Thursday, September 27, 2012
It must have been, when my parents built our new home at the top of our hilly neighborhood, that the woman of the house was asked to choose between three colors for the interior of her home. Tan, blue, or green. My mother obviously chose green, because every single room of our new home was one value or another of the verdant shade.
But it wasn't just the walls and appliances that were green; so too were the carpets, the draperies, the bedspreads and the furniture slip covers. Everything was green! This was the setting I invited my handsome boyfriend into for the first time, wearing, of course, his green Airman's fatigues!
Sitting nearly camouflaged on the living room couch, my father posed a question to the face that had just separated from mine, "Patrick, do you have a stocking knit cap?" My spine stiffened. A brilliant professor by day, one lacking common sense by evening, I knew in my heart this query could only lead to an embarrassing outcome. "No, Mr. Keily I don't have a hat. Why do you need one?"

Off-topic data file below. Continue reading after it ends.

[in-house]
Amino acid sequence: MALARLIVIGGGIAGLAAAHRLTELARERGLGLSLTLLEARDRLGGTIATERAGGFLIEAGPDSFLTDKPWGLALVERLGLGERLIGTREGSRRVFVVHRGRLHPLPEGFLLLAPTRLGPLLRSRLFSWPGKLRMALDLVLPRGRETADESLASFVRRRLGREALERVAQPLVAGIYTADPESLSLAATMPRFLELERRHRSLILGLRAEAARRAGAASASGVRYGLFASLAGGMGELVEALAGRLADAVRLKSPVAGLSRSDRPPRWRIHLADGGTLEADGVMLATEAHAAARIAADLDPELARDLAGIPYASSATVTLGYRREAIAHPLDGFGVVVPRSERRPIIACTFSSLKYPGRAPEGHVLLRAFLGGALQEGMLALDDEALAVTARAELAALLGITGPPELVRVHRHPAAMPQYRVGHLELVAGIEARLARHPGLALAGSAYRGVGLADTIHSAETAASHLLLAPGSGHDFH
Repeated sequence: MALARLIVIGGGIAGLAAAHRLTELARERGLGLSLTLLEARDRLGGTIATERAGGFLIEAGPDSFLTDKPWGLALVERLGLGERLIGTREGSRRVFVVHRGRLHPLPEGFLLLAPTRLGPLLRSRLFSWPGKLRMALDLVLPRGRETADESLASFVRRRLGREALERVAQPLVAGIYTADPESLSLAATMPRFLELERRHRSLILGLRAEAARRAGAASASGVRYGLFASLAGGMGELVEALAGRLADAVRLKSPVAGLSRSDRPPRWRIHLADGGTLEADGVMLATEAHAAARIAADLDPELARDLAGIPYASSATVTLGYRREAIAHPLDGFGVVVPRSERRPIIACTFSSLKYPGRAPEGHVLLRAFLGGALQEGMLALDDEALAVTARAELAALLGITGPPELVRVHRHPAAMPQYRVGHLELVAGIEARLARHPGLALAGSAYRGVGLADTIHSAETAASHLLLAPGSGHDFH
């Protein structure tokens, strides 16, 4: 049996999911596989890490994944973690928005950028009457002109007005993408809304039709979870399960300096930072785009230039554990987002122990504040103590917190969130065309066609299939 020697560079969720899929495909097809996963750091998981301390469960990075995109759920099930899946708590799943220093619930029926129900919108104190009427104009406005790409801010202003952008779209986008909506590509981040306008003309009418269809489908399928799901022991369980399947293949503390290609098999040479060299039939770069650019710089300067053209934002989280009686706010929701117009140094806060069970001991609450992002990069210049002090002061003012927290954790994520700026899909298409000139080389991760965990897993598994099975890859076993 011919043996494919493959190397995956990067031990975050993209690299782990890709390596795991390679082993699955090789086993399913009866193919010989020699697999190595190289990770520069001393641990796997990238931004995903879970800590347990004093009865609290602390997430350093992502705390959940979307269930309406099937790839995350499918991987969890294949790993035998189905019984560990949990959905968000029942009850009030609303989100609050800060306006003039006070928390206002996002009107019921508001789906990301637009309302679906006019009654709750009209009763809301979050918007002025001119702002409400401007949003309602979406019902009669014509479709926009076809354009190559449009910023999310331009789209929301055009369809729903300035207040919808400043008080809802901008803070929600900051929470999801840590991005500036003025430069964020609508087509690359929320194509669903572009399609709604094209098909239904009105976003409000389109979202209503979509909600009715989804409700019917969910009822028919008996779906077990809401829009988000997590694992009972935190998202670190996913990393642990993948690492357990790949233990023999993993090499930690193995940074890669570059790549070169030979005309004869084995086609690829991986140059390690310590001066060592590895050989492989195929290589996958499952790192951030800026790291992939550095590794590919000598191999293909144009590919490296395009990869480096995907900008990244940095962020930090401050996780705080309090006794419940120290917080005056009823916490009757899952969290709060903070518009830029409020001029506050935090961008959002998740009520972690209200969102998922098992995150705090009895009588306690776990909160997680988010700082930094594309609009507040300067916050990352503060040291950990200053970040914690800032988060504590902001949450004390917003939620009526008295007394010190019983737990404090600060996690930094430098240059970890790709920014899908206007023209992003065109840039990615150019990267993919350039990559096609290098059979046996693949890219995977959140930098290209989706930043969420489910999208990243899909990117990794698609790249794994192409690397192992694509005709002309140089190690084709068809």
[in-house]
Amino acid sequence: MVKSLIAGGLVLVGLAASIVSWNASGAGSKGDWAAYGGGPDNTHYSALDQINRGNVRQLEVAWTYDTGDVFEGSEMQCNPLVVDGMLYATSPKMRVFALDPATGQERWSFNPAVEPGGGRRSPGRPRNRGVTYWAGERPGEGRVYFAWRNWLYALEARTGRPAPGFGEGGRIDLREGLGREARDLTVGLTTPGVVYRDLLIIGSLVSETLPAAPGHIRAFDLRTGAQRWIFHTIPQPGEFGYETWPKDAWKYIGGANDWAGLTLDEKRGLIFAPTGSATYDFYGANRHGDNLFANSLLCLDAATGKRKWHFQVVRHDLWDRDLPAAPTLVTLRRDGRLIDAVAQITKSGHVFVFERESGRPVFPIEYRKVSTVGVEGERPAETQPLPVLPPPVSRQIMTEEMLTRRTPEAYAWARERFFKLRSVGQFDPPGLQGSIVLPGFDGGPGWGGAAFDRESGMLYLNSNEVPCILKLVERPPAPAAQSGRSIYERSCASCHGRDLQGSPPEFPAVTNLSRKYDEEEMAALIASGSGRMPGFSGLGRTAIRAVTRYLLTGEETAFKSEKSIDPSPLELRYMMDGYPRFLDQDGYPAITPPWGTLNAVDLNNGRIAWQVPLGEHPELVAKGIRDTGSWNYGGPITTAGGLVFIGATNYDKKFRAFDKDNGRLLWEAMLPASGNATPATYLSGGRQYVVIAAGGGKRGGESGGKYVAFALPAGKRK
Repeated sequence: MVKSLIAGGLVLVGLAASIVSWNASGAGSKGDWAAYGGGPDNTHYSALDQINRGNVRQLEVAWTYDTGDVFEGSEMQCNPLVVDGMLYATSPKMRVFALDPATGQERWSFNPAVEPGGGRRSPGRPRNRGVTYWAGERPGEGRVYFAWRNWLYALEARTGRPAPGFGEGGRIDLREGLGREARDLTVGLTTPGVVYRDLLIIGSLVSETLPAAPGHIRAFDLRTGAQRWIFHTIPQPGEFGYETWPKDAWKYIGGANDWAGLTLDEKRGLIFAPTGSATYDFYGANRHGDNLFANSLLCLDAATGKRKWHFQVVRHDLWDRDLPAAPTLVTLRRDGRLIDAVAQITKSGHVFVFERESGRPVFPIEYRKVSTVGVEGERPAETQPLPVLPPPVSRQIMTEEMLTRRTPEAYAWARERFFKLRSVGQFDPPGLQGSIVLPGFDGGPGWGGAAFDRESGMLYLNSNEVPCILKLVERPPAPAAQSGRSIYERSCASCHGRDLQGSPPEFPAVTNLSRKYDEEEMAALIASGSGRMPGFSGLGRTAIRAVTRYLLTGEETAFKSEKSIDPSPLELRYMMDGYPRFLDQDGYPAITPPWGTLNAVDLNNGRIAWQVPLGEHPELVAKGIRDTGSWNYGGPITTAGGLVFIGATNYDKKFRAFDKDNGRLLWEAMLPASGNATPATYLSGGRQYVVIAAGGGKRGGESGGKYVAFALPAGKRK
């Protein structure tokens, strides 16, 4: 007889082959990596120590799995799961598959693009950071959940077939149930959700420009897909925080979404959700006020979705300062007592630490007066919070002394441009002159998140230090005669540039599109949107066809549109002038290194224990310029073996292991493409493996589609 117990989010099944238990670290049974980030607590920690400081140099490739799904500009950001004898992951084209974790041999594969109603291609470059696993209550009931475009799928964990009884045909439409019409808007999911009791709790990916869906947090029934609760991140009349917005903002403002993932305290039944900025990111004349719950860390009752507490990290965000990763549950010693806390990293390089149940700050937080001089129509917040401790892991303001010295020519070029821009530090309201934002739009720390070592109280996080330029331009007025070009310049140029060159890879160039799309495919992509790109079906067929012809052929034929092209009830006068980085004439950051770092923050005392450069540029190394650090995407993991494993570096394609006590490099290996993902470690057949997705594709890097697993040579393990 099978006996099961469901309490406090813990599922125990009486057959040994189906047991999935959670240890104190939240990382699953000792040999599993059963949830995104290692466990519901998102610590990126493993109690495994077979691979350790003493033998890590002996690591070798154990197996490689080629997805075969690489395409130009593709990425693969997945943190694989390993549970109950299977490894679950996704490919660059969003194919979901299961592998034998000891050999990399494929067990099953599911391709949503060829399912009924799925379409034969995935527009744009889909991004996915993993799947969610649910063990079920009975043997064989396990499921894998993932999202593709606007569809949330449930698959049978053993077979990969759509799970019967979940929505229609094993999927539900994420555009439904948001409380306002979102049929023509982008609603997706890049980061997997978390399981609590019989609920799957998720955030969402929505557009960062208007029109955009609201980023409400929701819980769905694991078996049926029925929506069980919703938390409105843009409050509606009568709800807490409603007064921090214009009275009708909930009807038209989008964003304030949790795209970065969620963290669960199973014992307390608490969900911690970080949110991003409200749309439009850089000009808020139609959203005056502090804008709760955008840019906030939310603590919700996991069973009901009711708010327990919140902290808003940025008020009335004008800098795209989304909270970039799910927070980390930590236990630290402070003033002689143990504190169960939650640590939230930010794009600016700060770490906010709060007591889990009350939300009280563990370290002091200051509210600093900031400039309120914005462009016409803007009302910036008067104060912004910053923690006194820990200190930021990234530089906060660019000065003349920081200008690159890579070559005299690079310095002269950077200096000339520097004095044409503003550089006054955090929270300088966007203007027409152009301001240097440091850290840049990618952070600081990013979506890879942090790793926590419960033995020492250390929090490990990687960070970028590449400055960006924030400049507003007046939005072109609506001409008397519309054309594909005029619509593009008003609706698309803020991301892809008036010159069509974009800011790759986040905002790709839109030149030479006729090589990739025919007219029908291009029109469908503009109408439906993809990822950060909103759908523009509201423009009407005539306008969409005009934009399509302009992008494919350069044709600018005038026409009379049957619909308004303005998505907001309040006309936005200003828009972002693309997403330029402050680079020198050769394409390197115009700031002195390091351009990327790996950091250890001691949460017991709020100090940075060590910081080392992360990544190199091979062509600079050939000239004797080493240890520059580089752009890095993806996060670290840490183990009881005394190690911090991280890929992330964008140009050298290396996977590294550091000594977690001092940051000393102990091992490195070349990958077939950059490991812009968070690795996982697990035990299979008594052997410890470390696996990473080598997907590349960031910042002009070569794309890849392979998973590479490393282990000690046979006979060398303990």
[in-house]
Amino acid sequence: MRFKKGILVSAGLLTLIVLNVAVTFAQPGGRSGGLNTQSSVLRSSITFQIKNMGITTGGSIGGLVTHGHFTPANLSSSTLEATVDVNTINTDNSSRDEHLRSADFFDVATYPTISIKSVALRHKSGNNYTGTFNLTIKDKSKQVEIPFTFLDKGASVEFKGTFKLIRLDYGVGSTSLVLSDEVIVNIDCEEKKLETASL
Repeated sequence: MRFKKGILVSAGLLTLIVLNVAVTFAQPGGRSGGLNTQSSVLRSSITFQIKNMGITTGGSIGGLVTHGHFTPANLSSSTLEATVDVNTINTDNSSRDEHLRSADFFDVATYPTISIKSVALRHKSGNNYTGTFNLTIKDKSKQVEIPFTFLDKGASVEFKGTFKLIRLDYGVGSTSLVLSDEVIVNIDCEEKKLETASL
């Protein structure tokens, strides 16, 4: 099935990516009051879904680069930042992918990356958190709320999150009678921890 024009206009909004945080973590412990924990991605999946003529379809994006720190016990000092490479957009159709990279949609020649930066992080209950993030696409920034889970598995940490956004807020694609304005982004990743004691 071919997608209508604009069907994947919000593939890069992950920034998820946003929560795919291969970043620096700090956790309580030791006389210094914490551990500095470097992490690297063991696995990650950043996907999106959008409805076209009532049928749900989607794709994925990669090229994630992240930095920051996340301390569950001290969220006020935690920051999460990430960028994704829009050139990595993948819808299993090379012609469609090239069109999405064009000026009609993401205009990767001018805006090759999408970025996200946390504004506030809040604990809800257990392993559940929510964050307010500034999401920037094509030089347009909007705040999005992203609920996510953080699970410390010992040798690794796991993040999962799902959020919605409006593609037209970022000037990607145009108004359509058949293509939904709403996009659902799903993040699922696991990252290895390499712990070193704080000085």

My father grumbled, "Elizabeth's mother keeps this house too cold. I don't want a draft to touch my head, I think I'm catching a cold." As I prayed to disappear, my father did just that. We could hear him rummaging in the kitchen and then his heavy foot falls on the plush green pile that led to his bedroom.
All was blessedly, quietly normal until my Airman suggested we check on my father's well being. My tip toes followed his to my father's bedroom and peeked over his shoulder to see what he was already seeing. I gasped to see not my father's expected head upon his pillow, but a BROWN PAPER BAG! As the shape rose upon it's elbows, I quickly slammed shut the bedroom door as my father's voice came to me from a single slit cut for air, "What's wrong Lizzy?"
On the day I would marry my Airman, my father drew me close and asked me, "Are you sure you want to marry this boy?" I thought to myself about the distance a lifetime of embarrassing situations had caused between us and how my Airman in green taught me to be proud and to love my father again because he did. I shyly put my arms around my father's waist and answered into his chest, "Yes Dad, I love him."
Please do not Pin pattern to Pinterest.